“I’m here to build bridges”

By Philippe Schockweiler

Listen to this article

This Sunday, the exiled Svetlana Tikhanovskaya arrived in Luxembourg for talks at the EU Foreign Ministers’ council. Lëtzebuerger Journal talked to the de-facto president-elect of Belarus prior to her meeting the local authorities and establishing for the first time a sustainable line of contact between Luxembourg and the democratic people’s movement of Belarus.

This article is provided to you free of charge. If you want to support our team, subscribe!

Over 50 exiled Belarusians in Luxembourg waited for two hours in the heat of an overcast summer’s day, anxiously waiving their flags in the damp June heat. One of them young people who kept singing opposition and folkloric tunes from Belarus was Aliona A. “The repression in Belarus has reached a level where the diasporas are becoming a vital and a last visible part of the protests.” She argues that it’s almost impossible to win the protest in Belarus alone and the pressure from outside will most likely help to break the stalemate. But  we need to cut the interview  short,, Aliona, the young professional from Minsk can’t wait to meet her exiled president. It’s shortly after 5.15 pm, “President Sveta” as Belarusians affectionately call her, arrived at the Place de la Constitution, to meet the community. The people break out  in jubilation and affectionately shout “Sveta, Sveta” her nickname. For 45 minutes Svetlana Tikhanovskaya took time to listen to the diaspora, their plight and their stories. She listens almost reverently, people talk calmly, some of the exiled Belarusians fight off their tears. While she listens to stories of people leaving their home country behind and being forcibly expelled from home, or stories of people who faced severe punishments and repression fled their country. One woman notices, “a real Belarusian is a person who has been unfairly put into jail at least once in his life!”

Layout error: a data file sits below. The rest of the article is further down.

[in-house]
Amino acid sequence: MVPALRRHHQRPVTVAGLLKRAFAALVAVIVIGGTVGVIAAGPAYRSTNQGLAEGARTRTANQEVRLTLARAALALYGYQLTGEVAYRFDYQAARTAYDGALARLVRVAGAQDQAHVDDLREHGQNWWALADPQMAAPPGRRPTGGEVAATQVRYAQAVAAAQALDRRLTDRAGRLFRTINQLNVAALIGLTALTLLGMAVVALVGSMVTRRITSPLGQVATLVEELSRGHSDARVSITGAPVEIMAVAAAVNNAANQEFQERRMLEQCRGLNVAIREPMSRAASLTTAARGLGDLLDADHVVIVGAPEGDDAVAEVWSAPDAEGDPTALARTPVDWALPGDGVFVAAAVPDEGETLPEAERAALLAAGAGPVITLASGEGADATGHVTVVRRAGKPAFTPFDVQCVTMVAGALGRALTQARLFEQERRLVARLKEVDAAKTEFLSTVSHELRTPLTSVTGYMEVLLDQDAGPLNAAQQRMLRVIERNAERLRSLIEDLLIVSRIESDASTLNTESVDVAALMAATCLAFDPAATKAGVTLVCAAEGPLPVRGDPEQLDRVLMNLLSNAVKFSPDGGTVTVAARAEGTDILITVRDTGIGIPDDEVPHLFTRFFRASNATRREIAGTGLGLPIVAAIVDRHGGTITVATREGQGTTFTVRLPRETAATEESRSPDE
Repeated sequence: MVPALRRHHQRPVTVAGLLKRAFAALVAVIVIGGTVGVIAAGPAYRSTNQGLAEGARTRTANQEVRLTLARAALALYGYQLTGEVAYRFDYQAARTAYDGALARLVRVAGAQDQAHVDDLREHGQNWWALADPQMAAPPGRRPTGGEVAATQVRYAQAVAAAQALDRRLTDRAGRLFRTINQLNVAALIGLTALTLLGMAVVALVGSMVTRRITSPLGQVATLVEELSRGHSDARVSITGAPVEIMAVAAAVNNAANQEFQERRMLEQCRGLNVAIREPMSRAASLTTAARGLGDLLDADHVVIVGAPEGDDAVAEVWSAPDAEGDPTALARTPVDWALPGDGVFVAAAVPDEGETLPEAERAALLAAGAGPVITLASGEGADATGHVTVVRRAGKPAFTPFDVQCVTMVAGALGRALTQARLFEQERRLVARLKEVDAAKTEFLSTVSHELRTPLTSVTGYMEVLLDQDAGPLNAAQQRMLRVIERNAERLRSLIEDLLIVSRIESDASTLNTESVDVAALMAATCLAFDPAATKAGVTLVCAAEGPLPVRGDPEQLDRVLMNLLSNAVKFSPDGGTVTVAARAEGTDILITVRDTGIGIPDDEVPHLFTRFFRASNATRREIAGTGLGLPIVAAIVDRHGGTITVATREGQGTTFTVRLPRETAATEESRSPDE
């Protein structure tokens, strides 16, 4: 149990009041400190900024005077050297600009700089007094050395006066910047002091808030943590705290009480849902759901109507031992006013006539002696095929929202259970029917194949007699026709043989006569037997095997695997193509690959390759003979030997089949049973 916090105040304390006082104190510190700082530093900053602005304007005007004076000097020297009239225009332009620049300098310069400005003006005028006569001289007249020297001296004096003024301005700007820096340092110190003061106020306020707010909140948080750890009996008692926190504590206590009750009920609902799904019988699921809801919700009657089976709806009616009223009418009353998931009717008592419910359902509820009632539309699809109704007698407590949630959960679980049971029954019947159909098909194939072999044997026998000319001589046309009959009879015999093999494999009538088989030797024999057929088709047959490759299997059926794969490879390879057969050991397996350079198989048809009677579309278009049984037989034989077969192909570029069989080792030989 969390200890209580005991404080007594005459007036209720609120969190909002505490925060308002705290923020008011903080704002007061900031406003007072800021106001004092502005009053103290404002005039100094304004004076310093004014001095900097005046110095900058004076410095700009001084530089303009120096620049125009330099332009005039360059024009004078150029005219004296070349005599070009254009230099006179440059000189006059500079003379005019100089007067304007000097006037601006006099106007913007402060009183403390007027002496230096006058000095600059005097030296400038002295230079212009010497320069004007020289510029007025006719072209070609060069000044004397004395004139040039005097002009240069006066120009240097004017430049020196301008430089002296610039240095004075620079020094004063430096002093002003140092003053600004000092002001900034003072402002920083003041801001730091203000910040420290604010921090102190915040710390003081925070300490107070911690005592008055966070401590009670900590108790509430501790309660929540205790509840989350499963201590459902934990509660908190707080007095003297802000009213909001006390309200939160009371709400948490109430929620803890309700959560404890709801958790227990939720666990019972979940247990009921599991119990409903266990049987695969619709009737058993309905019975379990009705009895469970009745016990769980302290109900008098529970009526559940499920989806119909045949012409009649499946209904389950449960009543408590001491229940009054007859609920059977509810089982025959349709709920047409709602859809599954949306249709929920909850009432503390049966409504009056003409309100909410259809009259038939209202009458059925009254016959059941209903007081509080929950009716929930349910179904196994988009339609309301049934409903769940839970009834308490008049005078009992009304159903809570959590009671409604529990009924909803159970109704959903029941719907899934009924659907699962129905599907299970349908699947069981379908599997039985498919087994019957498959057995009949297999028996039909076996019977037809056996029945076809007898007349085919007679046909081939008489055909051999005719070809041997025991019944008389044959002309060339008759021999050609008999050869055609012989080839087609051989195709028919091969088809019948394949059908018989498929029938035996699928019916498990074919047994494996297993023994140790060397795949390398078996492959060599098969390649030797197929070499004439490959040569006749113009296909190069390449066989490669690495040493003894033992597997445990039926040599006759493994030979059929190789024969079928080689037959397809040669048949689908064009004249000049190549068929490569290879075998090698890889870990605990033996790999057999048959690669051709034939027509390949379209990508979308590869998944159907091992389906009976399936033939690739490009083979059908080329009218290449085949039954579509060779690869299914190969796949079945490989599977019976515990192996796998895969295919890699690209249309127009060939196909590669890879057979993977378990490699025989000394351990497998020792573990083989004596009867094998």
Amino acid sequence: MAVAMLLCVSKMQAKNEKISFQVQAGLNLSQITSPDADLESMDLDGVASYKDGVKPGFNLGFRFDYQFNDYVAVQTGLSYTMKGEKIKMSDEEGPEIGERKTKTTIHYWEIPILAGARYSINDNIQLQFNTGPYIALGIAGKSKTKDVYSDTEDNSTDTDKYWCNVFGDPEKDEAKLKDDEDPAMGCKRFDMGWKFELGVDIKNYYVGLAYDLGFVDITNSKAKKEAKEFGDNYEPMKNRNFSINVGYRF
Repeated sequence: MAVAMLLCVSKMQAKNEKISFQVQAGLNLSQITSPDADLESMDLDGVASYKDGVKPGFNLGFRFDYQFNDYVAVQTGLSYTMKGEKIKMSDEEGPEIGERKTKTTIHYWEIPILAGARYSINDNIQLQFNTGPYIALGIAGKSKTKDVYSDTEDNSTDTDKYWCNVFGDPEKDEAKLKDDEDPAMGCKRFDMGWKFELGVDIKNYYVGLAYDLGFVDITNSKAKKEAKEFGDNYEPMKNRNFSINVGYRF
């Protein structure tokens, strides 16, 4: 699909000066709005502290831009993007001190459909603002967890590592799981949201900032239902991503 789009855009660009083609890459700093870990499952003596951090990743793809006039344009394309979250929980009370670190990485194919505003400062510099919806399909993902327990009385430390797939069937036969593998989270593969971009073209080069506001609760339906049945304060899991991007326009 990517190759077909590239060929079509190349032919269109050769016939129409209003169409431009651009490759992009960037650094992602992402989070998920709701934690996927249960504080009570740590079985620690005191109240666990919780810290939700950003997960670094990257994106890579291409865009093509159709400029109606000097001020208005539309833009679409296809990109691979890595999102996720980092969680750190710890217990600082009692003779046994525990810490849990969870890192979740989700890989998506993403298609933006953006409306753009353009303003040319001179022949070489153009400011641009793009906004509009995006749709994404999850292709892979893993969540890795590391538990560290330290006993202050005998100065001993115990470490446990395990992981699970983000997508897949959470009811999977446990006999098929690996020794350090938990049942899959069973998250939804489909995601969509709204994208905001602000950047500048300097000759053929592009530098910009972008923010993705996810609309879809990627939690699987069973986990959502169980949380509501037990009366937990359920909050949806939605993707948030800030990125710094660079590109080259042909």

Lëtzebuerger Journal: Madame Tikhanovskaya, welcome to Luxembourg. You’re in the Grand Duchy for the first time and after meeting so many heads of states and European politicians you will get the chance to talk to the Foreign Minister and the Prime Minister. What are your impressions of Luxembourg and what do you expect to achieve here?

Svetlana Tikhanovskaya: First of all, I will meet with the Foreign Minister of Luxembourg for a general update on the situation of Belarus, this will be a meeting to discuss common ground, opportunities  and chances of working together. Luxembourg has been active in a coalition of other countries to put pressure on the regime in Minsk and the political entourage of Lukashenko. We are now actively looking for allies and opportunities to help our people with technical assistance: As you know, so many journalists, the bulk of the civil society, workers and scientists have been banned or fired from their jobs, their activities were disbanded and prohibited. Luxembourg could have a role to play, as one of the wealthiest countries in the world in order to help support these people that have lost everything.

© Alyona Kramarenko

When meeting with foreign leaders and diplomats are you reporting only on the current situation or also offering a look into the future of Belarus?

We also especially want to talk about the future of Belarus and look forward: Luxembourg has a huge know-how in how to build economic partnerships and we believe we can proactively work together with Luxembourg to invest into the future. Luxembourg is definitely already an ally of the free people of Belarus through their alliance with the European partners but we’re also here to deepen that bond. We are here to build connections and bridges.

Reaction from Foreign Minister Jean Asselborn